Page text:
Heaven’s Open!

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How lovely the sky this morning! Here in Kentucky we go no blizzards nor any thunderous calamities, but we did see the clouds swiftly flying to deliver their might to those unfortunate locations at 20 miles per hour or more.

I see the bright rays piercing the clouds as a fine foretelling of a marvelous year to com, and for Heaven to be shining down upon us. I feel more cozy and happy already.

Have a safe and fun New Year’s holiday, and a wonder-filled 2019!

Painted Sky 3

 

 

Schrödinger’s Cabin: A Reason to Panic?

This week a mean streak of violent storms pounded us in Western Kentucky. Storms happen, the Cabin is built halfway up a ridge so shouldn’t flood, up here in town I didn’t hear any sirens. I even worked late to get stuff done and didn’t leave the factory until after 7 pm.

I stay up in town during the week to be close to work, but could still barely get home. The buckets of rain falling were hippo-sized! 20 mph all the way. That put me in a state of agitation by the time I got to the house.

I turned on the radio to get the alerts. Severe thunderstorms, yeah, yeah. I opened a can of beans for supper. Then I heard this:

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I have NEVER EVER heard Flint Springs called out in an alert of any kind! It is not a town, it has no traffic light or post office, it is a gravel road! Every hamlet called out in the warning at least had a store or something, and they all surround the cabin, my precious, beloved home place as if they were the red circles around the big red cabin-shaped bullseye!

My heart thumped like mad. I turned the radio up to hear a repeat, maybe I was mistaken. The rock and roll station abruptly came back blaring Jimi Hendrix ominously whispering, “…and the wind cried MARY…”

Rural areas don’t have eager reporters nearby. I don’t have any close neighbors. Nobody would know. Schrödinger’s Cabin!

I panicked and emailed my boss that first thing in the morning I absolutely had to go to the cabin over an hour away and ease my mind OR face the carnage. I even told him about Jimi. I wavered…I could go now…no stupid, the weather was still too way too rough and the way there was probably flooding. Have faith. Have common sense – what could I do there at midnight? I forced myself to wait.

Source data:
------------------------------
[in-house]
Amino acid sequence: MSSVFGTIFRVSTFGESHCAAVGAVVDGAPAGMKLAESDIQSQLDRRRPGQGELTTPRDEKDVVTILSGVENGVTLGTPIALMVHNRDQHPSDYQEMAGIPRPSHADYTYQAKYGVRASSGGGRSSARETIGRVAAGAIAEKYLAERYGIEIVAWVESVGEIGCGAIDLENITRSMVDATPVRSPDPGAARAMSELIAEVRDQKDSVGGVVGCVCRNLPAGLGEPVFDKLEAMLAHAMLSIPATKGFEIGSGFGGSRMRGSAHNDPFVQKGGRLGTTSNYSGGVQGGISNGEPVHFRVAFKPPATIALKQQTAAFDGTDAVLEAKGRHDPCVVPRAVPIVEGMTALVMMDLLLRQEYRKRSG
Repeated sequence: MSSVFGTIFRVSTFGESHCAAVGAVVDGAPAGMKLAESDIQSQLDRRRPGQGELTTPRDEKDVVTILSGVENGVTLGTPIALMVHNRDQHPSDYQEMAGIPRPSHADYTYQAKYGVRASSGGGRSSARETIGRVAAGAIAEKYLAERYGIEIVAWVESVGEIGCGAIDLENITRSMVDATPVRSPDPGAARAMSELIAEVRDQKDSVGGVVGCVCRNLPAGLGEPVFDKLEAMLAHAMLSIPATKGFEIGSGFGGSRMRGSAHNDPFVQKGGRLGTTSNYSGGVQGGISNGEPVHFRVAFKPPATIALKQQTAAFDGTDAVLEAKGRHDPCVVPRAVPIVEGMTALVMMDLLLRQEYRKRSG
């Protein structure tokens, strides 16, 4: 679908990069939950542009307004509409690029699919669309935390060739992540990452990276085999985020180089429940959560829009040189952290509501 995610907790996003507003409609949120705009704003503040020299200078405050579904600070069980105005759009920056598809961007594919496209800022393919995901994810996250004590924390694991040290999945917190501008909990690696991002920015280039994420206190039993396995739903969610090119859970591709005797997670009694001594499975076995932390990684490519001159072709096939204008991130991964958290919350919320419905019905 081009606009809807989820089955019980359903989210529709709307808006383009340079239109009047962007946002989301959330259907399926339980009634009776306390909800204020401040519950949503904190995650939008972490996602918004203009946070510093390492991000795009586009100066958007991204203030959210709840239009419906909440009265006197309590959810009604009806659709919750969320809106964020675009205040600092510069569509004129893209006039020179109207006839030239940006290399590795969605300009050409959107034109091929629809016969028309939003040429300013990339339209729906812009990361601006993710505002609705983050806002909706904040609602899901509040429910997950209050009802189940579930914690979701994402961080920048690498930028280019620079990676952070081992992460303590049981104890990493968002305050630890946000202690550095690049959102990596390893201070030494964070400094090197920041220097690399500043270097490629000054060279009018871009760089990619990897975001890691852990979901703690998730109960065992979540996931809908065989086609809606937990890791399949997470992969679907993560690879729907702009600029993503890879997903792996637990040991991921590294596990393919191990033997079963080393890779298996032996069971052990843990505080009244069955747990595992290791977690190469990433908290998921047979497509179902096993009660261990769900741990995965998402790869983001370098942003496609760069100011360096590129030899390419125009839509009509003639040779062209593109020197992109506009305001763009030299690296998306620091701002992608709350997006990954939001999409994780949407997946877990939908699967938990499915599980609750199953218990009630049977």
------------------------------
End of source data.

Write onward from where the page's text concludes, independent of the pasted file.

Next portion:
At dawn (so I could see the debris on the road) I headed south. I measured my breathing carefully until I got to the gravel and had to get out  to move big limbs off the road. A very tall tree had fallen across the road but was held up enough by the trees on the other side for me to get through. I craned my neck to get the first glimpse of the cabin as I powered up the steep driveway.Cabin June 2015 003

Pristine, even the flags. Halleluiah!

 

 

 

Warnings in the Night

I have a confession to make. I didn’t start cleaning up because I couldn’t stand the stacked and jumbled-Cleanup messtumbled boxes of plunder that impeded the use of the great room, that wouldn’t let me even reach the windows for a breeze. I did it because of a premonition.

I had a powerful dream that I was in a shack with no lights, on a dirt floor. I was making a small fire to heat some meager food. I was sitting cross-legged, wishing I had taken precautions against the monster tornado that had demolished the cabin and all I owned. I was so sad that years of my accumulated history and the beautiful things I had were gone. Tornado, a danger I should not ignore.

Twisters are not uncommon in Kentucky; the vast swarm of them that destroyed Xenia, Ohio in the 70s also ripped up Cherokee Park in Louisville where I grew up, and tore up part of the Fairgrounds. I won a science fair because of that! Cabin June 2015 016The old-timers around here talk about them. I put in a basement as a safe place in the event of one. I respect their might.

I came to believe the danger was real and imminent. I started packing crammed load after load of stuff up to the house in town. I took thousands of books, appliances, tools, clothes, DVDs and CDs. Up went the vacuum cleaner and the musical instruments Up went the dried fruit, the sewing machines, the cloth, the painting accoutrement, the pictures on the very walls. And I waited, worried about my beloved cabin.

A month went by with no catastrophe. I would not let myself doubt. Maybe I’d been given time to move my stuff? Then came the storm I’d waited for. The sirens went off in town and I got Ma to the basement. Over the radio we listened intently. More warnings. I didn’t care about the sightings Cabin 20130721 050near me in town. A tornado was spotted along the Green River in Muhlenberg County headed northeast. That aimed it at the cabin. It dissipated. Then a spotter reported one south of Hartford, going south toward the cabin. Which direction would it come from?

Several homes just a couple miles from me were hit. I drove down with trepidation. I looked closely for damage along my route. The cabin was safe. I felt the danger was over. Relief flooded my being.

Gee whizz, with the cabin cleared out I had the perfect chance to clean it up before I hauled it all back! Cleanup Open WindowAm I upset because the cabin didn’t really get destroyed? Give me a break, please. I am grateful! And now after years of neglect I am well on my way to making it into a place I’d be proud to take pictures of.